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Young people have been kidnapped and murdered by National Police forces

Poems by Ernesto Cardenal Seem to be Written Today

Ernesto Cardenal

Barricades have been put up and these poems have gained new life in this new wave of civic resistance.



Old poems written by Ernesto Cardenal have gained new life. His writing about a bloody dictatorship seem to have been written a couple of days ago and inspired by the most recent fatalities and repression in Nicaragua. But, they weren’t. They were created a half century ago under the Somoza dictatorship.

Poems by Ernesto Cardenal, Ricardo Morales Aviles, Gioconda Belli and other Nicaraguan poets are being dusted off and read in amazement by a new generation of youth who are taking to the streets today. Some of them have recently left squares over the past few days, for fear of their own lives, but they continue to protest from their barricades or on social media, which is considered to be another tool of Nicaragua’s civic uprising today.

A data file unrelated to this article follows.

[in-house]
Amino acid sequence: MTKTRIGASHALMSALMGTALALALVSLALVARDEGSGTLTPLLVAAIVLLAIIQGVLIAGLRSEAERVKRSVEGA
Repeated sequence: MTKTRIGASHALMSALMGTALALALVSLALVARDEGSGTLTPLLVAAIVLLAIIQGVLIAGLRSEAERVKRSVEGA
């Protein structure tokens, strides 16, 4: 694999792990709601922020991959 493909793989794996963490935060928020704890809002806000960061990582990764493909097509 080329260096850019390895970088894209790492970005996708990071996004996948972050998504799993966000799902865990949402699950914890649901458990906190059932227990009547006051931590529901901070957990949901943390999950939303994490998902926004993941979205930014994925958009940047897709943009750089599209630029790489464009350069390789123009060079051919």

Cover of the book “Anthology”, by Ernesto Cardenal Photo: Franklin Villavicencio | Niu
Cover of the book “Anthology”, by Ernesto Cardenal Photo: Franklin Villavicencio | Niu

From his home in Managua, Ernesto Cardenal lives like a monk. He spends his mornings lying in a hammock, while reading books and scientific magazines which he gets every month. Although he hasn’t been indifferent to the new revolution.

On April 30th, two weeks after protests began, the poet wrote: “And suddenly, young people have emerged all over the country, protesting and taking to the streets. Something I wasn’t expecting because our youth seemed to be asleep, or a gravestone was hanging over them,” and he ended with a phrase which he used a lot during the Somoza dictatorship: “Rise up everyone. Even the dead!”

Here is one of his poems which was read on the radio in protest during the uprising against Somoza. Today, his poems are flooding a new medium: social media, where thousands of Nicaraguans are reporting attacks and the deaths of repression’s new victims.

See the original article and poems here